Disney Lawsuit Against Gov. DeSantis and New District Dismissed

In a major blow to Disney, Judge Allen Winsor has dismissed the company’s case against Florida Gov. Ron DeSantis and the Central Florida Tourism Oversight District (CFTOD).

UPDATE – 6:00 p.m. ET:

  • The Central Florida Tourism Oversight District released the following statements in response to the federal court ruling on Disney’s case against the district:
    • Central Florida Tourism Oversight District Chairman Martin Garcia: “I’m delighted that this lawsuit, which was nothing more than a distraction, is now behind us. Our board and the district will now continue to make the appropriate changes to operate and function as an independent government agency to promote transparency and accountability while bringing more prosperity to more people in Florida.”
    • Charles J. Cooper, Chairman of Cooper & Kirk: “We are pleased that the district court applied clear precedent to reject Disney’s claim that it, rather Florida’s Legislature and her Governor, gets to choose the officials who will serve on its local government body. Disney may own the land in the district, but it does not own the government.”

Previously – 2:20 p.m. ET:

  • Disney filed the case against the CFTOD alleging retaliation and infringement of their First Amendment rights, stemming back to the creation of the CFTOD – replacing the Reedy Creek Improvement District which had governed the land containing the Walt Disney World Resort since its inception.
  • This all came to pass following Disney’s criticism of Florida’s so-called “Don’t Say Gay” law, which Disney believes DeSantis retaliated against.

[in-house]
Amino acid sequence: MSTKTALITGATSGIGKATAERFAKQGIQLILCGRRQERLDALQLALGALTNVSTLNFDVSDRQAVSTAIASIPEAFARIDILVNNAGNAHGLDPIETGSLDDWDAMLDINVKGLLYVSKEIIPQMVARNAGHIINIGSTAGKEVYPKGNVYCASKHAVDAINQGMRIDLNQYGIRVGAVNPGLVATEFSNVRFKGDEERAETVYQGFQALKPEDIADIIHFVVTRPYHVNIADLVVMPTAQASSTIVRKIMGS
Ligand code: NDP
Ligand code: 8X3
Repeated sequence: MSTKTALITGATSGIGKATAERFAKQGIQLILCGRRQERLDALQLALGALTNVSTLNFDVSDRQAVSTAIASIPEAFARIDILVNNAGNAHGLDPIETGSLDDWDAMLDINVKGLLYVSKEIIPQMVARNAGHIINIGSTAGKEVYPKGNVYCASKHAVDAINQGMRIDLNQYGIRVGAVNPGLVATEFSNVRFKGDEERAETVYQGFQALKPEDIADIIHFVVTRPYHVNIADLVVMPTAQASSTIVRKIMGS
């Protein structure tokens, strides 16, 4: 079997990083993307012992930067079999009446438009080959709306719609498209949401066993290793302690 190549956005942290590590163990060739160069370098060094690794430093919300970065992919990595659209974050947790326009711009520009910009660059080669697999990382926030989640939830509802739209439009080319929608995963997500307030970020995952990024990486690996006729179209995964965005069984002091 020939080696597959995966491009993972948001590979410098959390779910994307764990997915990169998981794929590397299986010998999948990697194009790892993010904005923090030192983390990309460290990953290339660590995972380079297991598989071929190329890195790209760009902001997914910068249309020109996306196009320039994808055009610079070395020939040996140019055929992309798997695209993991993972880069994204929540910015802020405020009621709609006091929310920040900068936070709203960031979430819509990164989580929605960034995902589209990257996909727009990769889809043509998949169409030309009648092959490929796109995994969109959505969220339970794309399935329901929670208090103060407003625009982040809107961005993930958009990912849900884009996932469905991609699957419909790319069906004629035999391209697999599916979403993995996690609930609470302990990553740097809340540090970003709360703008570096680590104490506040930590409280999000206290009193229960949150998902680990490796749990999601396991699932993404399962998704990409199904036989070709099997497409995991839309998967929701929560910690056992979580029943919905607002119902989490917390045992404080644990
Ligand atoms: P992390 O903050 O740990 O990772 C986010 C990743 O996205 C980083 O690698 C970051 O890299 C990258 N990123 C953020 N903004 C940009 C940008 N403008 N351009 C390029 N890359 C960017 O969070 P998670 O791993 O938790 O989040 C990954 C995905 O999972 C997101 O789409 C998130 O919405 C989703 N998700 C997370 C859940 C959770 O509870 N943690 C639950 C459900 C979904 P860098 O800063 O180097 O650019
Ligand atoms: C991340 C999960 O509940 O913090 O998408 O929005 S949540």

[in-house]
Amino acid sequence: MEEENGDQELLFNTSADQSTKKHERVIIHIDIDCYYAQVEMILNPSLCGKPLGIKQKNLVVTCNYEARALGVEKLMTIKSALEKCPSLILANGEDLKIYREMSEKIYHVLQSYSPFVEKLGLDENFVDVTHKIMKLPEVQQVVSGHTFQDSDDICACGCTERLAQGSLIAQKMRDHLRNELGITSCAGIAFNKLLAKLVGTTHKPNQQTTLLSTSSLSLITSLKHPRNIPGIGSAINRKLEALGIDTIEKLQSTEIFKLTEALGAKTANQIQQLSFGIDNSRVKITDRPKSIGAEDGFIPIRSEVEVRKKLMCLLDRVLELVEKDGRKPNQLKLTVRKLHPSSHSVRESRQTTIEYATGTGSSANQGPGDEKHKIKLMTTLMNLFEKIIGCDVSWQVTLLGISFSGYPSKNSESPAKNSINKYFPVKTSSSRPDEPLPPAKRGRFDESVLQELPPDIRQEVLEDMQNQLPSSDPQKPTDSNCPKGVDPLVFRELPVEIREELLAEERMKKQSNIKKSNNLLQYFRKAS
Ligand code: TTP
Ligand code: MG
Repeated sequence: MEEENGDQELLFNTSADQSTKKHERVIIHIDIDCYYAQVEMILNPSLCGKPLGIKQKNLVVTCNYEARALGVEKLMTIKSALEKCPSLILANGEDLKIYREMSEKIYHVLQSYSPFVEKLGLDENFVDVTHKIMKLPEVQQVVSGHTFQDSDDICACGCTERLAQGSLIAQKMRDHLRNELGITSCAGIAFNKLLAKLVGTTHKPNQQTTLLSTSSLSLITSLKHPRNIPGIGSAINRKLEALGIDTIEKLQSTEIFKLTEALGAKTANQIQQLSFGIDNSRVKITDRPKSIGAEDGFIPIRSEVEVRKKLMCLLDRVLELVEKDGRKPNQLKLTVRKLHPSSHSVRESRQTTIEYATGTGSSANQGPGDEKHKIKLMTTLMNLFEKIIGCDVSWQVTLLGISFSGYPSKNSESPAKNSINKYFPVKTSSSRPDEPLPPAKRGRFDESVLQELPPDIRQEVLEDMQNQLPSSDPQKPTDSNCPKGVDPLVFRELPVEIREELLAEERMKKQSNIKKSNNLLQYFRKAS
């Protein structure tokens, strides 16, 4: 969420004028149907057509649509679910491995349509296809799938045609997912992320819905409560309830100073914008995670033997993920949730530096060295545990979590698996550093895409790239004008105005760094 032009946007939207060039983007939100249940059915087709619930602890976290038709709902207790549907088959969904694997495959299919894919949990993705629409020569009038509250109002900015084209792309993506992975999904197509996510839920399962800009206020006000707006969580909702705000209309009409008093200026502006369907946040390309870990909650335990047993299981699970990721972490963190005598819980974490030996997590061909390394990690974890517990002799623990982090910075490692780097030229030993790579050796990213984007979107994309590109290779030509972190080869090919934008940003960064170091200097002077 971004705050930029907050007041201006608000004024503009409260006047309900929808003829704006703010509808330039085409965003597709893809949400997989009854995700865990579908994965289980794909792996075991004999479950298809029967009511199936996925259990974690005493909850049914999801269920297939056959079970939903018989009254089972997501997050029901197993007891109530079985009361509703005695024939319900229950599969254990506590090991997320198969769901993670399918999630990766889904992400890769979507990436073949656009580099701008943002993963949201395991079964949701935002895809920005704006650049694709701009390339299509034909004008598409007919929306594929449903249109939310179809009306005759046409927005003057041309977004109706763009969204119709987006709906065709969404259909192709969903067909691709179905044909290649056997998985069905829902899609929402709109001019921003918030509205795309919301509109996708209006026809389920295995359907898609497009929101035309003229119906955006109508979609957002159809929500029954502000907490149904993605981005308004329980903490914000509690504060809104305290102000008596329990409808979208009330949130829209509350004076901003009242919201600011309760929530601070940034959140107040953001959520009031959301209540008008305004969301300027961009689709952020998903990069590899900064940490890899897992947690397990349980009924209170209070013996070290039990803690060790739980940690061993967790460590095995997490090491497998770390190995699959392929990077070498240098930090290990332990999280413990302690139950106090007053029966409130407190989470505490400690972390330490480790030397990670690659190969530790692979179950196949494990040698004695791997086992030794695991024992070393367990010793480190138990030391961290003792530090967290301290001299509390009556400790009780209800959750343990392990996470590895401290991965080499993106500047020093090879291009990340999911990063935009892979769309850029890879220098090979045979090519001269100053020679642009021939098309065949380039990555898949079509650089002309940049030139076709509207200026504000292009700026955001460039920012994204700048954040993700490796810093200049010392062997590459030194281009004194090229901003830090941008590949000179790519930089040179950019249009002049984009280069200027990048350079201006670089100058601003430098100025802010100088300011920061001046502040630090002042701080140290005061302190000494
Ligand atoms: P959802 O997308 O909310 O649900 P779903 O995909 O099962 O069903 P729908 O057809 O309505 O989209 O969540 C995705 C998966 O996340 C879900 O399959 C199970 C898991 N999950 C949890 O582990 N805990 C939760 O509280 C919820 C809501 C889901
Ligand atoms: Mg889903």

• Judge Allen Winsor has now dismissed the case, which has been going through the legal system for almost a year.
  • The claims have been dismissed on the merits for “failure to state a claim.”
  • The judge stated in the court filing that “Disney lacks standing to sue the Governor or the Secretary, and its claims against the CFTOD Defendants fail on the merits because ‘when a statute is facially constitutional, a plaintiff cannot bring a free-speech challenge by claiming that the lawmakers who passed it acted with a constitutionally impermissible purpose.’”
  • He goes on to say “Disney also argues that even if the laws do not explicitly target it, they come close enough to warrant a Hubbard [a referenced court case] exception. But there is no ‘close enough’ exception. A law either explicitly singles out a specific group or it does not, and the laws here do not.”
  • “The laws are directed at a special development district in which Disney operates. But as Disney acknowledges, it is not the district’s only landowner, and other landowners within the district are affected by the same laws.”
  • Concluding, Judge Winsor writes, “Plaintiff’s claims against the Governor and the Department Secretary are dismissed without prejudice for lack of subject matter jurisdiction. Plaintiff’s claims against the Central Florida Tourism Oversight District board members are dismissed on the merits for failure to state a claim.”
  • In response to the ruling, a Disney spokesperson said “This is an important case with serious implications for the rule of law, and it will not end here. If left unchallenged, this would set a dangerous precedent and give license to states to weaponize their official powers to punish the expression of political viewpoints they disagree with. We are determined to press forward with our case.”
  • You can read the full order granting motions to dismiss here.